Try to keep the temperature and humidity consistent as the fiddle leaf fig likes that best.
Below are a few tips to keep your fiddle fig happy and healthy:

  • Water – don’t overwater, keep evenly soil damp and allow to dry out slightly between watering
  • Mist – mist the leaves to encourage humidity
  • Dust – wipe down the massive leaves to remove surface dust
  • Light – bright, but indirect light

6. Did you know you can get one delivered to your door?

This is also true.

While you spend hours scrolling through incredible pictures of indoor plants on Instagram and Pinterest, we are busy sourcing healthy, ready-to-ship fiddle leaf figs that can be delivered straight to your door. Get your fiddly friend here.


Not having a green thumb isn’t the worst thing in the world, but when you’re cursed with the inability to keep plants alive and the desire to turn your home into an Instagram-worthy plant paradise, things can get pretty frustrating. It’s one thing to be a good plant parent to a few succulents here and there (and even those can be a challenge!), but it’s another to keep a majestic tree like the fiddle leaf fig alive and thriving. And it doesn’t help when you constantly see happy, healthy plants practically in droves on influencers’ Instagrams, taunting you with their perfect, lush leaves, leaving you … ahem … green with envy. (Sorry, had to.)

The good news is, even if it feels impossible, even if you struggle with the easiest, most low-maintenance plants out there, you can keep a fiddle leaf fig alive. You just need to know what you’re doing, but once you do, it’ll be fine. Take a deep breath, grab your watering can, and get ready to learn.

Watering Your Fiddle Leaf Fig

The first thing you need to remember about fiddle leaf figs? Don’t overwater them. Seriously. It might seem counterintuitive to water a plant less, but in this case, it’s important. According to Greenery NYC, fiddle leaf figs need to dry out a little in between waterings, and you shouldn’t water them more than once a week. Basically, fiddle leaf figs should only be watered when the top inch or two of their soil is dry — you may not be able to tell this from looking at it, but a quick way to tell is to stick your finger in and see if it feels dry or not. If it feels damp, skip the water for now and check again later.

You can also tell when a fiddle leaf fig is thirsty by looking at its leaves — if they’re droopy or floppy, that’s usually a sign that they’re in need of some hydration. Brown leaves, however, usually signal overwatering. If that happens, give your tree a chance to dry out for a bit before you water it again.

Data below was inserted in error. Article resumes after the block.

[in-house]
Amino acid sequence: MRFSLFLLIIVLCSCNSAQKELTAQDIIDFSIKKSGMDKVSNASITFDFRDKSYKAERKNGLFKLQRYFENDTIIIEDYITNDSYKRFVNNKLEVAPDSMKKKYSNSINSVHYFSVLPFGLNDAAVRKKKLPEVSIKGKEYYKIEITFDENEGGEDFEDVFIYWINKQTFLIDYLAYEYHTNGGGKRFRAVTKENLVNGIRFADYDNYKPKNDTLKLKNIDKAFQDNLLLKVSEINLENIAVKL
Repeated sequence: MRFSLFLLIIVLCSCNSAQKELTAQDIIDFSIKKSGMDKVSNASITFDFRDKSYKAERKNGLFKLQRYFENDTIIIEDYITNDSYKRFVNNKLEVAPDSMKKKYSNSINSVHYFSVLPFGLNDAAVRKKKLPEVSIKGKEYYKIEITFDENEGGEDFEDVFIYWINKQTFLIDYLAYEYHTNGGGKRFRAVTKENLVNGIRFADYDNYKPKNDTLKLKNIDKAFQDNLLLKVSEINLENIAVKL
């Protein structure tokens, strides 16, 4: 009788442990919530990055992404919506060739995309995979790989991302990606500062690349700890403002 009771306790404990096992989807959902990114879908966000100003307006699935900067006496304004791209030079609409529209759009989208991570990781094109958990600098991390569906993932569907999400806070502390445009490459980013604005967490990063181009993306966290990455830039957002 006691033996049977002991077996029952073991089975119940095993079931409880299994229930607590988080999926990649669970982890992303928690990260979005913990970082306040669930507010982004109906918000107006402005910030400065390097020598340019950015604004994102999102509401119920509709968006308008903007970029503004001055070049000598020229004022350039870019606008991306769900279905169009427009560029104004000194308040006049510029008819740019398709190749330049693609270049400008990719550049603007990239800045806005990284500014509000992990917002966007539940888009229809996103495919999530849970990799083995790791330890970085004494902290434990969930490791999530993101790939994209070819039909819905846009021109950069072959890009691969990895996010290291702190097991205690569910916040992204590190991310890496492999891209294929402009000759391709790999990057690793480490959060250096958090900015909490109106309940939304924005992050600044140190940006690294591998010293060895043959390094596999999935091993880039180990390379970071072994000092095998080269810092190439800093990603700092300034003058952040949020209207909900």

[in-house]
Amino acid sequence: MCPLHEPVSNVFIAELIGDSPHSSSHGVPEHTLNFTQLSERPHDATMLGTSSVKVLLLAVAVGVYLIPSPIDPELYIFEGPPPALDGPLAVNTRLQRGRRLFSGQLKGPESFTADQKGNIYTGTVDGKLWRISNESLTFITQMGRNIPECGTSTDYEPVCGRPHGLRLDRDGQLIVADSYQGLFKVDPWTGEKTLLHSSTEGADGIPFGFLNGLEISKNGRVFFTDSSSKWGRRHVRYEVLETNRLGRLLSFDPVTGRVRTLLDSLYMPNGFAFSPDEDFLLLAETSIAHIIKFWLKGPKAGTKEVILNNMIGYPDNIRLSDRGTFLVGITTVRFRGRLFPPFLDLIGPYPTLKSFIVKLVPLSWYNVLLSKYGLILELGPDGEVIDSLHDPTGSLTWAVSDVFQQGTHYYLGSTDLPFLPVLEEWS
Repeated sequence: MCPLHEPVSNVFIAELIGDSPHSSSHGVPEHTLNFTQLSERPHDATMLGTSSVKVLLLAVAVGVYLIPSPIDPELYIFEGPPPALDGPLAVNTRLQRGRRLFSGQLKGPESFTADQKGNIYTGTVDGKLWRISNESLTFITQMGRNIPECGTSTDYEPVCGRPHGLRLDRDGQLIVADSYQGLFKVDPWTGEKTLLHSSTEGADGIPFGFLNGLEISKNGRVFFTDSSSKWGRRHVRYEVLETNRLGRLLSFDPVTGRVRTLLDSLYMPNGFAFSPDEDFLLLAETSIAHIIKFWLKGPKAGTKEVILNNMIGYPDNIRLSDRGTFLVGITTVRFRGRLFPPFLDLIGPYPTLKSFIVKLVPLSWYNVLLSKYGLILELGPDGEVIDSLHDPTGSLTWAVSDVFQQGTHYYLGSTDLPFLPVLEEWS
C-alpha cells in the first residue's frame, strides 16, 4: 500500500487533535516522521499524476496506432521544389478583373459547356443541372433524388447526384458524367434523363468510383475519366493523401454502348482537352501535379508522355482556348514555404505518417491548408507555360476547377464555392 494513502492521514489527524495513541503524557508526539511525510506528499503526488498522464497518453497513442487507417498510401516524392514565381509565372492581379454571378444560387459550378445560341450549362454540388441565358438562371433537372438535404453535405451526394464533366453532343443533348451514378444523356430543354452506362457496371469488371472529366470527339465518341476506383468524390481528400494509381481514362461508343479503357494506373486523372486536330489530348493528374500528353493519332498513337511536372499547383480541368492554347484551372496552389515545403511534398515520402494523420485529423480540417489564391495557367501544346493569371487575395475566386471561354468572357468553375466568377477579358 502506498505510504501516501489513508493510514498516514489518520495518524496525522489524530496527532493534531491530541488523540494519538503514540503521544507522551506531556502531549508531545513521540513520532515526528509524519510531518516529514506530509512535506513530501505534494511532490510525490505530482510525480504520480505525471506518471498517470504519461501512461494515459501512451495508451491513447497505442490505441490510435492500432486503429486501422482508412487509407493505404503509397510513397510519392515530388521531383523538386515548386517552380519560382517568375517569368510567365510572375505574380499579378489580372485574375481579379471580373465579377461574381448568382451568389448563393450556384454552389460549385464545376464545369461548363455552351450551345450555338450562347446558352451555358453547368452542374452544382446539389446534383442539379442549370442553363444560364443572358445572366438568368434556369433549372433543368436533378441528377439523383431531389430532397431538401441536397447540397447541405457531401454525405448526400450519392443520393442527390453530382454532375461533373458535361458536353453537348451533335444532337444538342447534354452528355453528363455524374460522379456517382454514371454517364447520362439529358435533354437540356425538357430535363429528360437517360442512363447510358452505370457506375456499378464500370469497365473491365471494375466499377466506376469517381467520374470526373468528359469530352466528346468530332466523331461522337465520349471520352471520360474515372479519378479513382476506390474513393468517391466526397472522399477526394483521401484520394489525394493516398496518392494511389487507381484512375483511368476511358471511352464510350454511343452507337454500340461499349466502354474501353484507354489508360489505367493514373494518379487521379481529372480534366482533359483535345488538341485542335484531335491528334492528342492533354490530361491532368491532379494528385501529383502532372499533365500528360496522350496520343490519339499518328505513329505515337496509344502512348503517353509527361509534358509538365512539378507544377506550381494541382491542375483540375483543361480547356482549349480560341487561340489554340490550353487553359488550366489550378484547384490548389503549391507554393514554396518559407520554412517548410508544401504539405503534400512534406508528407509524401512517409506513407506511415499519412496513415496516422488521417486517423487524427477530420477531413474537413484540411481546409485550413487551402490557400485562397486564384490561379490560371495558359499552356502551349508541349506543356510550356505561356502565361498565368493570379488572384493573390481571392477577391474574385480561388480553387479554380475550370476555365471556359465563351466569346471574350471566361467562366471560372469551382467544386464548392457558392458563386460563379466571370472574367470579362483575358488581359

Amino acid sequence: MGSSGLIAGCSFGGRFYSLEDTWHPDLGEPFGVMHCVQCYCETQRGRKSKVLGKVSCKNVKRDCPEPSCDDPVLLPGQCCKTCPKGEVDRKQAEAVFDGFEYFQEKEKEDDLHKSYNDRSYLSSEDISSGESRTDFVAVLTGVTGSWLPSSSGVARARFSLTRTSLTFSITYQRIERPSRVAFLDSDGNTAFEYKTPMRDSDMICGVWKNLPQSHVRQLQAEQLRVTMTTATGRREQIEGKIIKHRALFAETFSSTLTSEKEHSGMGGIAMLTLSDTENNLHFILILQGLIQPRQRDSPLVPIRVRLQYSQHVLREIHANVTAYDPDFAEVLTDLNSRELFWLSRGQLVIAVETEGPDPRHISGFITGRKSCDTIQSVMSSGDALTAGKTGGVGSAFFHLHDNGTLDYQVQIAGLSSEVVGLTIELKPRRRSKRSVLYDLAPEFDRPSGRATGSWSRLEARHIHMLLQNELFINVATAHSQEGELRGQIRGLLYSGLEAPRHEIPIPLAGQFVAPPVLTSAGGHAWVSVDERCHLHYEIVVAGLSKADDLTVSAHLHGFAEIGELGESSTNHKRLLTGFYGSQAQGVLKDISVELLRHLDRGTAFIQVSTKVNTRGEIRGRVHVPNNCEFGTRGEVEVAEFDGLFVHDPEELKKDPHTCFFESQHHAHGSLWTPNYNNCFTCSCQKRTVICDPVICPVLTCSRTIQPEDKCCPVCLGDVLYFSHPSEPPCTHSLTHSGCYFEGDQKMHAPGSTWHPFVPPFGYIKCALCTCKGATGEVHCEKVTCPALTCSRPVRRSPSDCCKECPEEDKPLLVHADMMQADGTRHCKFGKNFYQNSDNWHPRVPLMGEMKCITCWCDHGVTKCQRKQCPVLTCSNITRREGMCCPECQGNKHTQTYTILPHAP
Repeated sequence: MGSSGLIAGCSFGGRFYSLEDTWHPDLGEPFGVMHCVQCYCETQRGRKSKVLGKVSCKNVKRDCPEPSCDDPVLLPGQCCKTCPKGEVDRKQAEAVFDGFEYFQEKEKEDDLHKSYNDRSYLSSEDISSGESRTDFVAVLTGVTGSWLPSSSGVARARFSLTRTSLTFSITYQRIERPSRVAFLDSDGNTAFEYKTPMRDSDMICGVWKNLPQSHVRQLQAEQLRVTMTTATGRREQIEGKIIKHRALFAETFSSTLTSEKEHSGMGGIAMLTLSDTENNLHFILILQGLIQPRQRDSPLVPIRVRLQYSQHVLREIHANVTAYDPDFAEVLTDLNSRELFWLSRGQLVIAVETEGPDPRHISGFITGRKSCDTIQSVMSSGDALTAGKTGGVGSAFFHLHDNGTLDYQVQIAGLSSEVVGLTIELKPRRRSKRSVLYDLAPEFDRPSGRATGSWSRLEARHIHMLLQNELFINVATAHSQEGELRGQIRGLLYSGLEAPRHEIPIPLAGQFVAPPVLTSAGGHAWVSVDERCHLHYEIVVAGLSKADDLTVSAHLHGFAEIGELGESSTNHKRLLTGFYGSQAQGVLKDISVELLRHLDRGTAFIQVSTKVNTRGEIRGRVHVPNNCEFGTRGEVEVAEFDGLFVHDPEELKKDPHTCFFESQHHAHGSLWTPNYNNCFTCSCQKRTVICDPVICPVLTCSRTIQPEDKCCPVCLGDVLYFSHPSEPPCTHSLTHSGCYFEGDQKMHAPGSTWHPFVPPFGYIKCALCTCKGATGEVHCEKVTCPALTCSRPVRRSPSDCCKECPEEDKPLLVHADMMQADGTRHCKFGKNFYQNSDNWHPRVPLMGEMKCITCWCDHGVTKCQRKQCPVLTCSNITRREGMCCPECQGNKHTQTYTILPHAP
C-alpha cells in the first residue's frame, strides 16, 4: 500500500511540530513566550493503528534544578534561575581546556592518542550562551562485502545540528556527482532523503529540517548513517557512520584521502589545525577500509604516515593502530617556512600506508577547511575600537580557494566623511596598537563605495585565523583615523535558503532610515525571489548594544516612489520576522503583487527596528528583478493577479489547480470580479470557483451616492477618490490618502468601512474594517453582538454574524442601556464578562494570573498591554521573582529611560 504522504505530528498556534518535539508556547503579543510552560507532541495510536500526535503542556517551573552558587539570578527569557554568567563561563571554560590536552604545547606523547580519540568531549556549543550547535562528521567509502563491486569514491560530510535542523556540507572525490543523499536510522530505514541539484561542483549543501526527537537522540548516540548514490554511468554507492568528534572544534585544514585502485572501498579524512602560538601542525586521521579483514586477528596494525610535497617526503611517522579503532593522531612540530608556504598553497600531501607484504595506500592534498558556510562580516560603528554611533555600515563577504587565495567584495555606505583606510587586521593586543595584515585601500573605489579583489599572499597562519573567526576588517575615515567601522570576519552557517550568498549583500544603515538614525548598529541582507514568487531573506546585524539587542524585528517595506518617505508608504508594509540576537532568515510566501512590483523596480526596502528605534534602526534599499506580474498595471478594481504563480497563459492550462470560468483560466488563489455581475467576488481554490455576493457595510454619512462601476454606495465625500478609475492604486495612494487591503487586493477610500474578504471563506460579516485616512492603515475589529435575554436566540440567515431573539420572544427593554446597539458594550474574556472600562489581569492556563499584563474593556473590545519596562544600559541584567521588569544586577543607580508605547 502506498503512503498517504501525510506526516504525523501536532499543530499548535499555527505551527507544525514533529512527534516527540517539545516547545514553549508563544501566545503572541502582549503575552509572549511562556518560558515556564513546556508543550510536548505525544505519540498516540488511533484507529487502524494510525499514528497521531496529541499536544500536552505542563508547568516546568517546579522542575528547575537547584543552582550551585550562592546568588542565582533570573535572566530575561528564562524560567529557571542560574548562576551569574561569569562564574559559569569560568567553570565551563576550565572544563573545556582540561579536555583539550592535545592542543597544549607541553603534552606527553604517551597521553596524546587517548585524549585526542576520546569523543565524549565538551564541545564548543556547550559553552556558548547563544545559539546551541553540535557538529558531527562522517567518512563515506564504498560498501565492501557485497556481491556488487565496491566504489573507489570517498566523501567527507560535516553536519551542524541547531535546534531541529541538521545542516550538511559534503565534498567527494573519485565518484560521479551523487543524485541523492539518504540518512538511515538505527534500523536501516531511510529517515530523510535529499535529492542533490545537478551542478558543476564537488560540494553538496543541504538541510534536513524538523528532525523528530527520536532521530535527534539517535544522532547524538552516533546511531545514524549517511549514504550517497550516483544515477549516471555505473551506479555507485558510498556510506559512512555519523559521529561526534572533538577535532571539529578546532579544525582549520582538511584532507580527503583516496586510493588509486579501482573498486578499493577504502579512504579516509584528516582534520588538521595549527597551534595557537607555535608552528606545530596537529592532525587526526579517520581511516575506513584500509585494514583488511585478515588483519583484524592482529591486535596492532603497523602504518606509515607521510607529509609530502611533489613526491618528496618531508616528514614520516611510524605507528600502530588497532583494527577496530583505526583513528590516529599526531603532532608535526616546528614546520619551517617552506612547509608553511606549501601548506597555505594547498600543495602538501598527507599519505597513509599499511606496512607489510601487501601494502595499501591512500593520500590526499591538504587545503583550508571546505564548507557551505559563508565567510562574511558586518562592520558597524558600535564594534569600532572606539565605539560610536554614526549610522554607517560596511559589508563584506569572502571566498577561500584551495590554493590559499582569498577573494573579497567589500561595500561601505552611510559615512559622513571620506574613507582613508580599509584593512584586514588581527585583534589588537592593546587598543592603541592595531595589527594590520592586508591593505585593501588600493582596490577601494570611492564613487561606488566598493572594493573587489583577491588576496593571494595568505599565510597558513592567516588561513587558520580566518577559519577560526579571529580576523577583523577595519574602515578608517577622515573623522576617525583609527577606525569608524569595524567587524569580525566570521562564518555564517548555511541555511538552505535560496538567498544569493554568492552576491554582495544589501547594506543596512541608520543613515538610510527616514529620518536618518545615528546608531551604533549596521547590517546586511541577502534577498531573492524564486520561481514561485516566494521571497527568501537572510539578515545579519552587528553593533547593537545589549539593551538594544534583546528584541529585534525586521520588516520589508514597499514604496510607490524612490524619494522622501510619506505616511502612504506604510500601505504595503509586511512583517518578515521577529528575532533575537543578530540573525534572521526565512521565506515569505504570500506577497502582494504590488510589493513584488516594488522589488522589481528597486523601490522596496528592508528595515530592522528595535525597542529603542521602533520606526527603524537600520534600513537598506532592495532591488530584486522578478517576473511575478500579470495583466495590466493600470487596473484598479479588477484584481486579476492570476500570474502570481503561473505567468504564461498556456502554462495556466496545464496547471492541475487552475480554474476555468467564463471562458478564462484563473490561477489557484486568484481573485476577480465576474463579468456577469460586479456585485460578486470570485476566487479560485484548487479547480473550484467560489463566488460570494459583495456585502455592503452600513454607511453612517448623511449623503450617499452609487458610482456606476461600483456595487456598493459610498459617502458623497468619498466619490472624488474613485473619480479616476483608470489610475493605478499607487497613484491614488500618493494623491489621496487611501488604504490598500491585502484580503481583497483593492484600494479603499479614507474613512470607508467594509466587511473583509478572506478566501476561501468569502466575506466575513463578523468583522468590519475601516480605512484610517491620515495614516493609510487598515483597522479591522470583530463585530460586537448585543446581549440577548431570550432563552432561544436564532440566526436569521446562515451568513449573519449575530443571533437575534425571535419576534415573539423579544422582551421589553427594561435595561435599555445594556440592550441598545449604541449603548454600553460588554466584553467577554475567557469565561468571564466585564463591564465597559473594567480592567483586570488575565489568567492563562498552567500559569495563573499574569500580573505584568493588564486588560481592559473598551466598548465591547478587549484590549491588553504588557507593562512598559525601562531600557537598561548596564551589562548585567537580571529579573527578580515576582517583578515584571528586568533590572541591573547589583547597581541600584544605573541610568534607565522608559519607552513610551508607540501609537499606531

Providing the Right Amount of Sunlight

You want your fiddle leaf fig to thrive, so that means putting it in just the right spot in your home. Somewhere that’s not windy or drafty (so away from air vents!), that gets sunlight but doesn’t totally bake in the sun, and on top of that, some humidity won’t hurt. If you’re not sure if a particular spot in your home is ideal for a fiddle leaf fig to live its best life, Greenery NYC has a light-measuring guide that can help.

Another pro tip? Don’t move your fiddle leaf fig tree, but rotate it often. Since fiddle leaf figs tend to grow toward sunlight, rotating your planter once a month can help your plant grow more evenly and keep it from bending on different sides.

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Keeping Your Fiddle Leaf Fig Clean and Fertilized

Plants have a tendency to collect dust, but that dust can get in the way of their ability to absorb sunlight, so it’s important to keep their leaves clean. There are a few ways you can do this — The Decor Fix recommends lightly dusting them as needed, then following it up by misting them with water from a spray bottle. On top of that, Greenery NYC also suggests rinsing your fiddle leaf fig’s leaves in the shower every three months, which not only cleans the leaves but also fully rehydrates the soil.

Speaking of soil, expect to repot your fiddle leaf fig tree annually — Room For Tuesday has a helpful guide, if you’re unsure of how to do it. And according to The Spruce, you should only fertilize your fiddle leaf fig during the growing season. And as The Decor Fix points out, you can also add some plant vitamins to your tree’s soil, just for an extra boost.

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Beyond that, how you try to break your not-so-green thumb curse is up to you. Some people like to talk to their plants, some like to sing to them or play music for them, and some even name their plants (I’m one of those people and I’m not afraid to admit it. And for the record, my newest little succulent friend, Harry Styles, is thriving, thank you very much!)

Now, all that’s left is for you to be the best tree caretaker you can be. Happy plant parenting — you got this!

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Brittney Morgan Associate Market Editor, House Beautiful Brittney Morgan is House Beautiful’s Associate Market Editor, a noted land mermaid, and a Virgo with a penchant for crafts, red lipstick, and buying way too many throw pillows.